A run-in with Poison Ivy leaves most people with an uncomfortable, itchy rash, so it's important to know how to identify it out in nature. It's often confused with similar vines, so here are some tips so you can know the difference.
Poison Ivy always has three leaves, and it's leaf pattern is always the same. The center leaf of Poison Ivy grows on a longer stem than the other two, and is usually slightly larger in size. Poison Ivy grows as a ground cover, but can also climb if trees or shrubs are nearby. If it does start to climb, the vine will be covered in small hairs.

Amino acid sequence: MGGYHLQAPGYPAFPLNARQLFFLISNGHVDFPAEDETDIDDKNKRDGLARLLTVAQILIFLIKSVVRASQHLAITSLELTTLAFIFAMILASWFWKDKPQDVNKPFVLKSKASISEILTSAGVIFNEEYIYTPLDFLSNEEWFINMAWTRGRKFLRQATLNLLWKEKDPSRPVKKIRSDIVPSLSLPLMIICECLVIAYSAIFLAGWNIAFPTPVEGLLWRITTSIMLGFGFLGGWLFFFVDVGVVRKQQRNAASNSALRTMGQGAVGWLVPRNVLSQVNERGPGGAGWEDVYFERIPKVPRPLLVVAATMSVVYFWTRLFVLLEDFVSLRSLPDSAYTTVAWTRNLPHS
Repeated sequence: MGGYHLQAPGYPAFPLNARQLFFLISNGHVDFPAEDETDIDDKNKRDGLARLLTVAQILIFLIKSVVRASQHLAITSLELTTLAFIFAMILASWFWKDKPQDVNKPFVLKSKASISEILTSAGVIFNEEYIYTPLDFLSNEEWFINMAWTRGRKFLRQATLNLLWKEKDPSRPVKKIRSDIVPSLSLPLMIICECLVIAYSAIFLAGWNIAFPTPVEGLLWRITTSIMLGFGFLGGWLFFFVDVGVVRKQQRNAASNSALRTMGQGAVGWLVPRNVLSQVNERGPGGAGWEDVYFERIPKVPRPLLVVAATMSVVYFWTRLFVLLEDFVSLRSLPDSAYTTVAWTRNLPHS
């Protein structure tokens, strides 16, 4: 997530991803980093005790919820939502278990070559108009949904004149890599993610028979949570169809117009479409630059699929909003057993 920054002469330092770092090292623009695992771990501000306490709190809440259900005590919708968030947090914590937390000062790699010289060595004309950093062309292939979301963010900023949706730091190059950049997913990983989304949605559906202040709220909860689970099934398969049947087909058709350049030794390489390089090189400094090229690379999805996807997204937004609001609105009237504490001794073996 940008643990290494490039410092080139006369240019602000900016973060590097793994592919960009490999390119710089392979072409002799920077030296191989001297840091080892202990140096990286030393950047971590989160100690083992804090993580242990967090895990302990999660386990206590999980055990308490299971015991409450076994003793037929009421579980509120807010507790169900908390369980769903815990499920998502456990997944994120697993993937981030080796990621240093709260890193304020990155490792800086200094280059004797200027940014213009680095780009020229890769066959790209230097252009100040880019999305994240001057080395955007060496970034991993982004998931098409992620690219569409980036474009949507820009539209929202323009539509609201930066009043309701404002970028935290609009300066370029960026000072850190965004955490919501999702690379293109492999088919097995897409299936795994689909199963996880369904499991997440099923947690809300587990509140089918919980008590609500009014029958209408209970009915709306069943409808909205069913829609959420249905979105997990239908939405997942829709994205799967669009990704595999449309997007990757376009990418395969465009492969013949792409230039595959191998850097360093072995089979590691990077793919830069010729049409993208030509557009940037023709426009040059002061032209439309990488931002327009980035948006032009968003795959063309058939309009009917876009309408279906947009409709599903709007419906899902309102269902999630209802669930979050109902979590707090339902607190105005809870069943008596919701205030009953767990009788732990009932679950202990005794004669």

Virginia Creeper is one vine that is often confused with Poison Ivy. It can have three leaves, but quickly changes to have four or five. Virginia Creeper is also a ground cover and can climb trees, but the stem is woody and doesn't have the hairy look that Poison Ivy has.
Another vine that may get confused for Poison Ivy is Boston Ivy. Boston Ivy can have three leaves like Poison Ivy, however all of its leaflets are attached by a stalk, unlike Poison Ivy with only the center leaf having the stalk. Boston Ivy may also mature to have only one large leaf instead of three.
While these three vines are similar, only Poison Ivy contains urushiol, the oil that causes the itchy rash. There are some lucky people who don't react to Poison Ivy, but for those who do, remember these tips and remind yourself "Leaves of three, let it be. Leaves of five, let it thrive."
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